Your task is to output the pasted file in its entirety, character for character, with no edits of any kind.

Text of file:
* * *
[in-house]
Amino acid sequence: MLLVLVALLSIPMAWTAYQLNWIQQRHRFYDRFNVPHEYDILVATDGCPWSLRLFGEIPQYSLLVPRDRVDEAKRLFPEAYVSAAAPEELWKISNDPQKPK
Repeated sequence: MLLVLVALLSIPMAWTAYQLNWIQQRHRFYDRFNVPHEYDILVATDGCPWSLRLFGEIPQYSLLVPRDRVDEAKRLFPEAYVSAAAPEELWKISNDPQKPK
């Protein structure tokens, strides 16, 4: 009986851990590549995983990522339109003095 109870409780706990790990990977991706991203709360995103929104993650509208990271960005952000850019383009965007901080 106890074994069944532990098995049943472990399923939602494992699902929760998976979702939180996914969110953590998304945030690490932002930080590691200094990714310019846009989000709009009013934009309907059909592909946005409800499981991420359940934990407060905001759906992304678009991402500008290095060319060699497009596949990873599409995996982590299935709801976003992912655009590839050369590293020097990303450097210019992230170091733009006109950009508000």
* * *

[in-house]
Amino acid sequence: MLLVLVALLSIPMAWTAYQLNWIQQRHRFYDRFNVPHEYDILVATDGCPWSLRLFGEIPQYSLLVPRDRVDEAKRLFPEAYVSAAAPEELWKISNDPQKPK
Repeated sequence: MLLVLVALLSIPMAWTAYQLNWIQQRHRFYDRFNVPHEYDILVATDGCPWSLRLFGEIPQYSLLVPRDRVDEAKRLFPEAYVSAAAPEELWKISNDPQKPK
């Protein structure tokens, strides 16, 4: 009986851990590549995983990522339109003095 109870409780706990790990990977991706991203709360995103929104993650509208990271960005952000850019383009965007901080 106890074994069944532990098995049943472990399923939602494992699902929760998976979702939180996914969110953590998304945030690490932002930080590691200094990714310019846009989000709009009013934009309907059909592909946005409800499981991420359940934990407060905001759906992304678009991402500008290095060319060699497009596949990873599409995996982590299935709801976003992912655009590839050369590293020097990303450097210019992230170091733009006109950009508000």